It’s the single most commonly asked question brought before thousands of specialists every day – why on Earth do most of my fish keep dying after a few days? It’s such a common problem that it sometimes gets taken wholly for granted and simply accepted as an inevitability. Of course, given the fact that these are living creatures we’re talking about, this really isn’t a responsible attitude to take.
The simple fact of the matter is that if you intend to keep fish, you have a duty and a responsibility to look after their best interests. What’s more, if the fish are healthy when you take them home and appear to be fine as they enter the tank, the fact that they are dying within a short period of time means it is 100% a fault or mistake on your part that’s making it happen. It’s a pretty bitter pill to swallow of course, but it’s only by accepting your role in the whole thing that you can make efforts to put a stop to the cycle.
So, with this in mind, here’s a quick overview of the most common reasons of all for fish meeting their maker before their time:
1 – Water Temperatures
Right off the bat, there’s really nothing that can deal the health of any fish a blow quite like water that’s of an inappropriate temperature. If you are not using the very best commercial aquarium chillers or heaters on the market, it’s unrealistic to expect the water within the tank to remain at the temperature the fish require to survive. Fish can die pretty much in an instant if the water isn’t at appropriate temperature for them, so while you yourself may believe that a few degrees here and there won’t make a difference, the truth is quite to the contrary.
2 – Water Quality
The same also goes for the quality of the water as when and where water quality is allowed to deteriorate, you can end up robbing your fish of pretty much everything they need to stay alive. Water quality is seldom taken seriously enough by home aquarium keepers as they often tend to assume that if the water looks clean, it is clean. In reality however, fish tank water can be crystal clear and flawless in appearance though 100% deadly to the fish themselves.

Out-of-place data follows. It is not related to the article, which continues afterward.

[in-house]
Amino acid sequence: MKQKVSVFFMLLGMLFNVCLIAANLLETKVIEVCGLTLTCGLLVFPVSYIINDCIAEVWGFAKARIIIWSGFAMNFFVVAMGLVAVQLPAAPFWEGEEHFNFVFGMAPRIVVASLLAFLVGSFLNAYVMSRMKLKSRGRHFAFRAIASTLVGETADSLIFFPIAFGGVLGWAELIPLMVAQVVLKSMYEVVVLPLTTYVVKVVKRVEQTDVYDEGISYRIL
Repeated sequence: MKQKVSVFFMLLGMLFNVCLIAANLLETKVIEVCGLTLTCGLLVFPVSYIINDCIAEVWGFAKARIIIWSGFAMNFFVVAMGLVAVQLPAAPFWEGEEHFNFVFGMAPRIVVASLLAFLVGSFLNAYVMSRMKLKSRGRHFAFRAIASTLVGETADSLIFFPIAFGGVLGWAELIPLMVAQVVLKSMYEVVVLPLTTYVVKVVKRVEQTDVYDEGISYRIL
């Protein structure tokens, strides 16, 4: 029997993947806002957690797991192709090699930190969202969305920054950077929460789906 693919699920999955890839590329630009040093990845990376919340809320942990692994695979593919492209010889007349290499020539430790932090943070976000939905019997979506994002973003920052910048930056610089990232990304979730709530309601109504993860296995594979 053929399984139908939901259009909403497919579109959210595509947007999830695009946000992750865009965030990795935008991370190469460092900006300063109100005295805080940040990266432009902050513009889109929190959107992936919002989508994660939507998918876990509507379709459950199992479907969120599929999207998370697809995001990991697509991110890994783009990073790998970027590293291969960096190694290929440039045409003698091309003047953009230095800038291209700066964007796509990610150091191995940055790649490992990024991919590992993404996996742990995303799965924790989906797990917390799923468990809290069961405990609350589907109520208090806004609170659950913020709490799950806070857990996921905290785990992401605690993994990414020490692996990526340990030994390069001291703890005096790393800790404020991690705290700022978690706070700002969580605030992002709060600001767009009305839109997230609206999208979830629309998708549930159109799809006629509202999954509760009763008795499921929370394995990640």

3 – Untreated Water
If you have fallen into the habit of using normal tap water in your aquarium, you have a clear answer as to why your fish are dying. Tap water is wholly poisonous to fish because of the various things it contains to make it safe for human consumption. As such, in order for tap water to be made safe for fish it must first be treated with an appropriate product. They don’t cost much and are really easy to use, so technically there’s no excuse for not doing so.
4 – Overcrowding
The more fish you put in a tank, the bigger the strain put on the water’s ever-fragile nutrient balance. There’s a very good reason why experts will tell you only ever to put in a certain number of fish in accordance with the size of the tank – too many fish could lead to the whole lot of them getting sick and dying out. If anything, it’s better to err on the side of caution and keep plenty of space free.
5 – Transfer ‘Shock’
One of the most disastrous things you can do for the health of any fish is to immediately drop them into their new home from the transportation bag, without first floating the bag in the top of the tank for at least 15 minutes or so. The reason being that what might appear to be just a slight difference in the two temperatures can be such an enormous shock to the fish’s system that it may not survive. Always take your time, there’s no rush.
6 – Overfeeding
One of the most common killers of fish the world over, fish have a tendency to eat as much as they can whenever the opportunity arises to such an extent that they’ll happily eat themselves to death. As such, if you’re not carefully following the feeding guidelines, you have the answer as to what’s killing your fish.
7 – Poor Positioning
Last but not least, there’s always the possibility that the actual location of the tank is contributing to the ill health of your fish. If the area is too cold, too hot, susceptible to temperature changes or has a habit of being knocked around by those passing by, any of these could be killing your fish.